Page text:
Copper oxide makes an excellent nanomaterial for various efficient heat transfer devices because of its high specific surface area, lightweight, high specific heat capacity, and high thermal conductivity. Heat transfer intensification using nanofluids has strong potential to improve innovative cost-efficient chilling technologies. The present study aims to analyze the heat transfer intensifications for various parameter settings in a practical application. In recognition of possible applications, the problem of natural convective heat transfer in a copper oxide nanofluid-filled square vessel having the wavy upper wall in the presence of a uniform magnetic field using a nonhomogeneous dynamic model is analyzed. The temperature of both the bottom and the near walls of the vessel are hot, while the upper wavy surface is cold. The remaining vertical wall is considered adiabatic. A Galerkin finite element method is applied to the governing equations, along with suitable boundary conditions. The effects of a wide range of control parameters, such as the Hartmann number, magnetic field inclination angle, gravity inclination angle, solid-volume fraction, nanoparticle diameter, and dimensionless time, on the flow and thermal fields, are studied. The results show that early steady-state heat transfer occurs and that the flow, thermal, and concentration fields become suitable for enhanced heat transfer with increases in the Rayleigh number, wall wavenumber, nanosolid volumetric ratio, and geometry inclination angle, and with decreases in the Hartmann number and the nanoparticle diameter. A 20% improvement in heat transfer can be achieved by increasing the number of waves on the upper surface of heat transfer devices.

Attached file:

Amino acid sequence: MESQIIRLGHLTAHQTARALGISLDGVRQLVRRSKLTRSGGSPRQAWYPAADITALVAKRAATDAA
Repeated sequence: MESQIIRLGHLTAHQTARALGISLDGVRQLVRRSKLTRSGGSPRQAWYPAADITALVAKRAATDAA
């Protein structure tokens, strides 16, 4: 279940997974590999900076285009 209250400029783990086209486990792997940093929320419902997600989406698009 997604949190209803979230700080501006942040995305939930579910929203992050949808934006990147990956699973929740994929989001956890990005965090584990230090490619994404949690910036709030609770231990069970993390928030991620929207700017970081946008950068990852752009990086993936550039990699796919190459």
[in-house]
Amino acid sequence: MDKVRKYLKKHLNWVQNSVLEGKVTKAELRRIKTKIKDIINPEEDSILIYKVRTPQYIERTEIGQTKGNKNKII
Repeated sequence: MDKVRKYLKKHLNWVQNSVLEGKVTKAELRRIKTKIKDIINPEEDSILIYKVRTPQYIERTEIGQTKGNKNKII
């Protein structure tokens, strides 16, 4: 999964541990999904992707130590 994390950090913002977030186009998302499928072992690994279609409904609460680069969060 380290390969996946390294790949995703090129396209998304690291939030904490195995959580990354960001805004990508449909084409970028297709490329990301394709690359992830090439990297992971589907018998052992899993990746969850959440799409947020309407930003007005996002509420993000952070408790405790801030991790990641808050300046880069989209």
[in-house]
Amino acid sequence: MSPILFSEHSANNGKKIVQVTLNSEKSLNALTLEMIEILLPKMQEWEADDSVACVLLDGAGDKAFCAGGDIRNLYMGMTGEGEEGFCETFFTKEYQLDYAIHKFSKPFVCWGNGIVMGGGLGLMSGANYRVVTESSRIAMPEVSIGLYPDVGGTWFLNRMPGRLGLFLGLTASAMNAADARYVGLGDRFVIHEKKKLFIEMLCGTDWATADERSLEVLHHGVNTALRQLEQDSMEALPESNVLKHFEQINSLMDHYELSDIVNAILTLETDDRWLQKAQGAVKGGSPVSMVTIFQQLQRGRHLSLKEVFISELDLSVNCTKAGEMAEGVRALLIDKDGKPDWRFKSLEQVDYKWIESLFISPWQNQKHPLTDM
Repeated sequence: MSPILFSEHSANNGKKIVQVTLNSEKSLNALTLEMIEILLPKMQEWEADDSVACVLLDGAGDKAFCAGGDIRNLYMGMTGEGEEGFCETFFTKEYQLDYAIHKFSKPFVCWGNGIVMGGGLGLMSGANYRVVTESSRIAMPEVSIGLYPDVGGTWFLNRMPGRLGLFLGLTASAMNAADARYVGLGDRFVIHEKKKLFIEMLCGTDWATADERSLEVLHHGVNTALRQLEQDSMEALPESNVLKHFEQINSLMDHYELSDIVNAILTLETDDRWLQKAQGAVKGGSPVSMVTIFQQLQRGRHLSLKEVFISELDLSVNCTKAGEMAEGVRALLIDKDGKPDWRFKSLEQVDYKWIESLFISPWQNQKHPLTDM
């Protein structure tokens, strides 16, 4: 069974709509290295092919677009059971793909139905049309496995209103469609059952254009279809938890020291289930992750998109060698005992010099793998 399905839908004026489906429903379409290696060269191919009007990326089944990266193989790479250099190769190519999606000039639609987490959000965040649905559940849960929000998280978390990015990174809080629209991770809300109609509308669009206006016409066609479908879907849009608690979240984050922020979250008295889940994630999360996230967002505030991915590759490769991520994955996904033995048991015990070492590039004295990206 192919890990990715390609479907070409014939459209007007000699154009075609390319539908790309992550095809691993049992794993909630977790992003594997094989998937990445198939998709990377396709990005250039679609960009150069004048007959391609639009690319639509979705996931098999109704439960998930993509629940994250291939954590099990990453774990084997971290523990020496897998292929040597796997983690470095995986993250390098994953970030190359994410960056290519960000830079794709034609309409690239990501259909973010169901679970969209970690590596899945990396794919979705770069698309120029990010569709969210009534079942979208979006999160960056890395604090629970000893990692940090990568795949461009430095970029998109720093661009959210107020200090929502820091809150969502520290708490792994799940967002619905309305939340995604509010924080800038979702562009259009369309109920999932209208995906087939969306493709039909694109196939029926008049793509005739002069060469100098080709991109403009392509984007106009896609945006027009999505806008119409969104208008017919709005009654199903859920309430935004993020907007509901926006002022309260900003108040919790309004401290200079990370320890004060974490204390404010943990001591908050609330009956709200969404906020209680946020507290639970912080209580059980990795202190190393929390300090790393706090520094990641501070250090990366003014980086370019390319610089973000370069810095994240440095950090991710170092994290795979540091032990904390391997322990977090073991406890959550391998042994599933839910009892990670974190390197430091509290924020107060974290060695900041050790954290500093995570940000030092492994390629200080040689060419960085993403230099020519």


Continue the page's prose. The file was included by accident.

- Geometry inclination
- Magnetic field
- Wavy surface
ASJC Scopus subject areas
- Fluid Flow and Transfer Processes